SENECA NATION OF INDIANS v. STATE OF NEW YORK CA 11-01193.
89 A.D.3d 1536 (2011)
933 N.Y.S.2d 500
2011 NY Slip Op 8425
SENECA NATION OF INDIANS, Appellant, v. STATE OF NEW YORK et al., Respondents.
Appellate Division of the Supreme Court of New York, Fourth Department.
Decided November 18, 2011.
Present—CENTRA, J.P., FAHEY, PERADOTTO, GREEN and GORSKI, JJ.
It is hereby ordered that the judgment so appealed from is unanimously modified on the law by granting judgment in favor of defendants as follows:
"It is adjudged and declared that 20 NYCRR 74.6 is valid and enforceable, and that defendant New York State Department of Taxation and Finance substantially complied with State Administrative Procedure Act §§ 201-a, 202-a and 202-b in promulgating that rule" and as modified the judgment is affirmed without costs.
Memorandum: Plaintiff commenced this action seeking, inter alia, individual declarations that 20 NYCRR 74.6 (hereafter, the rule), concerning taxes imposed on cigarettes on qualified Indian reservations, is null, void and unenforceable based on the failure of defendant New York State Department of Taxation and Finance (Department) to comply with sections 201-a, 202-a and 202-b of the State Administrative Procedure Act. The Department promulgated the rule in accordance with the statutory mandate governing the sale of tax-exempt cigarettes on qualified reservations to members of an Indian nation or tribe, as well as the collection of the excise tax on cigarette sales to non-members of the nation or tribe (see generally Tax Law §§ 471, 471-e). Plaintiff appeals from a judgment that, inter alia, denied its motion for summary judgment seeking declaratory and injunctive relief and granted defendants' cross motion for summary judgment. We agree with plaintiff that, because "[i]nterpretation of the State Administrative Procedure Act is not dependent on an understanding of technical data or underlying operational practices . . ., the courts [should] use their own competence to decide issues of law raised" (Matter of Industrial Liaison Comm. of Niagara Falls Area Chamber of Commerce v Williams,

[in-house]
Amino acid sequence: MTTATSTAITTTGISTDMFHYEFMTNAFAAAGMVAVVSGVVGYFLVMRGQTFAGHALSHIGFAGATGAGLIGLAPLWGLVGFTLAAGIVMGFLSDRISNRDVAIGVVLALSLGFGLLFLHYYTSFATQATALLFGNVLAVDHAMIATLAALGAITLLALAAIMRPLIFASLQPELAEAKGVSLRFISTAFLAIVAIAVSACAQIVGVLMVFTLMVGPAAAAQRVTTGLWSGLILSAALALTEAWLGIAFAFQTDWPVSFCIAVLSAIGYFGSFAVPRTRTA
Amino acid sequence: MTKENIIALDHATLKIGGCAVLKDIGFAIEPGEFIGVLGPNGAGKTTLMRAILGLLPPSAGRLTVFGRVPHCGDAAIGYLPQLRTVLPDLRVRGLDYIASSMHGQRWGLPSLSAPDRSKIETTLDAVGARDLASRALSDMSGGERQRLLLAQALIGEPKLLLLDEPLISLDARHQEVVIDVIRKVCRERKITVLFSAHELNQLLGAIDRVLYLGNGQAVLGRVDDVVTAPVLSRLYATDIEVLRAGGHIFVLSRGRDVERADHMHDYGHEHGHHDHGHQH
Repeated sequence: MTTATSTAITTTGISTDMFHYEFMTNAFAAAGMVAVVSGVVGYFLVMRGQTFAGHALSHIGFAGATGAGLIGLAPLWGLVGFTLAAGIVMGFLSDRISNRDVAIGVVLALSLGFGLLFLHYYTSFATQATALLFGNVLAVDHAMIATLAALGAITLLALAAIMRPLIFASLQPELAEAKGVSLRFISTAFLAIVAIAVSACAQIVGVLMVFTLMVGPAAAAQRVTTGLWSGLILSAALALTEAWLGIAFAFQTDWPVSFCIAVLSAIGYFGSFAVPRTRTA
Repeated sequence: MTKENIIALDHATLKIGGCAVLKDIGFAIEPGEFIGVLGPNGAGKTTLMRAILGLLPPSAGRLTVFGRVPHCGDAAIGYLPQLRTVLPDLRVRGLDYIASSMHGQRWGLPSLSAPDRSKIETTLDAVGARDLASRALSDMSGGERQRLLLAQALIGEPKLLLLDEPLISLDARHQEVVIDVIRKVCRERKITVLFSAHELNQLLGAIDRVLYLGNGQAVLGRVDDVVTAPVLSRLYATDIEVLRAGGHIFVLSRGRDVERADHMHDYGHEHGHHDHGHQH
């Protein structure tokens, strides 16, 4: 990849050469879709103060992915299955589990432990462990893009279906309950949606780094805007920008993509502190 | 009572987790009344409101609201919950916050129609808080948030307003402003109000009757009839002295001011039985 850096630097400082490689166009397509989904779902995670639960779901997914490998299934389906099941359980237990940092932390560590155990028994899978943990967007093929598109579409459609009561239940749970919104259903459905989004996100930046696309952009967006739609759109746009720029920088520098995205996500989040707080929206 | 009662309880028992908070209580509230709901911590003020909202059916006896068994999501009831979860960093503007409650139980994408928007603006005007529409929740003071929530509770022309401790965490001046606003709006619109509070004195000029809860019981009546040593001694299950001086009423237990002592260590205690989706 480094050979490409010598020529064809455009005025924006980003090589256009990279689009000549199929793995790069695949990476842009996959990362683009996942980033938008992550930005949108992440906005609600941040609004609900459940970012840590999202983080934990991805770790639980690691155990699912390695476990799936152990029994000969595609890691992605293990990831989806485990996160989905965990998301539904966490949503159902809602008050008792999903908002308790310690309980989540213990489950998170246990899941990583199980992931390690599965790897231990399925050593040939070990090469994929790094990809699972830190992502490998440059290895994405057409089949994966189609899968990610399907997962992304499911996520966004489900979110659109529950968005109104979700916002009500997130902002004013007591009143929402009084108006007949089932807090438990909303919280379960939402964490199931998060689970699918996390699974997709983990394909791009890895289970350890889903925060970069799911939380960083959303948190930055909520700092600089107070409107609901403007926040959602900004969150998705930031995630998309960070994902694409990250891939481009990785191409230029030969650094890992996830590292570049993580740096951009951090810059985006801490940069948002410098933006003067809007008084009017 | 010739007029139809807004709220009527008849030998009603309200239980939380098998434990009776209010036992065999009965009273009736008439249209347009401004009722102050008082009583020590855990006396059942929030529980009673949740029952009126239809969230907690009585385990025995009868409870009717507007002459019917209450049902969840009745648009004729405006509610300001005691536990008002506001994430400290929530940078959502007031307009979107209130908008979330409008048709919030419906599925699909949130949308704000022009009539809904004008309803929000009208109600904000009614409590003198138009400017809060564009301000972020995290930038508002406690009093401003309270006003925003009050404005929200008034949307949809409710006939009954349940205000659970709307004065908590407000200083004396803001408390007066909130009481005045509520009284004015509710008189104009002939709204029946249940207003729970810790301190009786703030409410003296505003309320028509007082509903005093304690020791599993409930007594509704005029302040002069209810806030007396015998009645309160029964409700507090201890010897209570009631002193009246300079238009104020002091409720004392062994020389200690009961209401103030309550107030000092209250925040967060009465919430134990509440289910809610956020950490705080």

Finally, although the court properly determined the merits of the issues raised in the motion and cross motion before it, the court failed to make the requisite declarations in favor of defendants (see Hirsch v Lindor Realty Corp.,
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